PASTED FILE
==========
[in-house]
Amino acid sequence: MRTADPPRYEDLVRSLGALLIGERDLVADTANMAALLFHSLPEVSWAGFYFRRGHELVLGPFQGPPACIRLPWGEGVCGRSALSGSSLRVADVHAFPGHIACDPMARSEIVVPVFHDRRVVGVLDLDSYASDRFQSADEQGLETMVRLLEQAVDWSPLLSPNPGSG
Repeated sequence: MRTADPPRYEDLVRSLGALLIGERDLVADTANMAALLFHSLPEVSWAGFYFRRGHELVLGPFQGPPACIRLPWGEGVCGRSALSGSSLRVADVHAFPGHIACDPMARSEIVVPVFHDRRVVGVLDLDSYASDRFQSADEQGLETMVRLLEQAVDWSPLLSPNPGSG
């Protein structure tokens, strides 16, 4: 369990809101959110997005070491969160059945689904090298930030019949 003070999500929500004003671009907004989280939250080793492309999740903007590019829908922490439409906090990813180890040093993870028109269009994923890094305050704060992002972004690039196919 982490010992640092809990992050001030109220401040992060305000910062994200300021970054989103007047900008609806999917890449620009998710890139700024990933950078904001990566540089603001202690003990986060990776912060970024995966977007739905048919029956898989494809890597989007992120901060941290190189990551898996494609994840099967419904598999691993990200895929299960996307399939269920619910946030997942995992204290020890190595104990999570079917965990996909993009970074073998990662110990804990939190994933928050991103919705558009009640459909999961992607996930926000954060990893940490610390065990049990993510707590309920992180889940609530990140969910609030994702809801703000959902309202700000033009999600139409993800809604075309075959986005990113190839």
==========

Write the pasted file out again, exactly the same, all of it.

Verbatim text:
[in-house]
Amino acid sequence: MRTADPPRYEDLVRSLGALLIGERDLVADTANMAALLFHSLPEVSWAGFYFRRGHELVLGPFQGPPACIRLPWGEGVCGRSALSGSSLRVADVHAFPGHIACDPMARSEIVVPVFHDRRVVGVLDLDSYASDRFQSADEQGLETMVRLLEQAVDWSPLLSPNPGSG
Repeated sequence: MRTADPPRYEDLVRSLGALLIGERDLVADTANMAALLFHSLPEVSWAGFYFRRGHELVLGPFQGPPACIRLPWGEGVCGRSALSGSSLRVADVHAFPGHIACDPMARSEIVVPVFHDRRVVGVLDLDSYASDRFQSADEQGLETMVRLLEQAVDWSPLLSPNPGSG
């Protein structure tokens, strides 16, 4: 369990809101959110997005070491969160059945689904090298930030019949 003070999500929500004003671009907004989280939250080793492309999740903007590019829908922490439409906090990813180890040093993870028109269009994923890094305050704060992002972004690039196919 982490010992640092809990992050001030109220401040992060305000910062994200300021970054989103007047900008609806999917890449620009998710890139700024990933950078904001990566540089603001202690003990986060990776912060970024995966977007739905048919029956898989494809890597989007992120901060941290190189990551898996494609994840099967419904598999691993990200895929299960996307399939269920619910946030997942995992204290020890190595104990999570079917965990996909993009970074073998990662110990804990939190994933928050991103919705558009009640459909999961992607996930926000954060990893940490610390065990049990993510707590309920992180889940609530990140969910609030994702809801703000959902309202700000033009999600139409993800809604075309075959986005990113190839």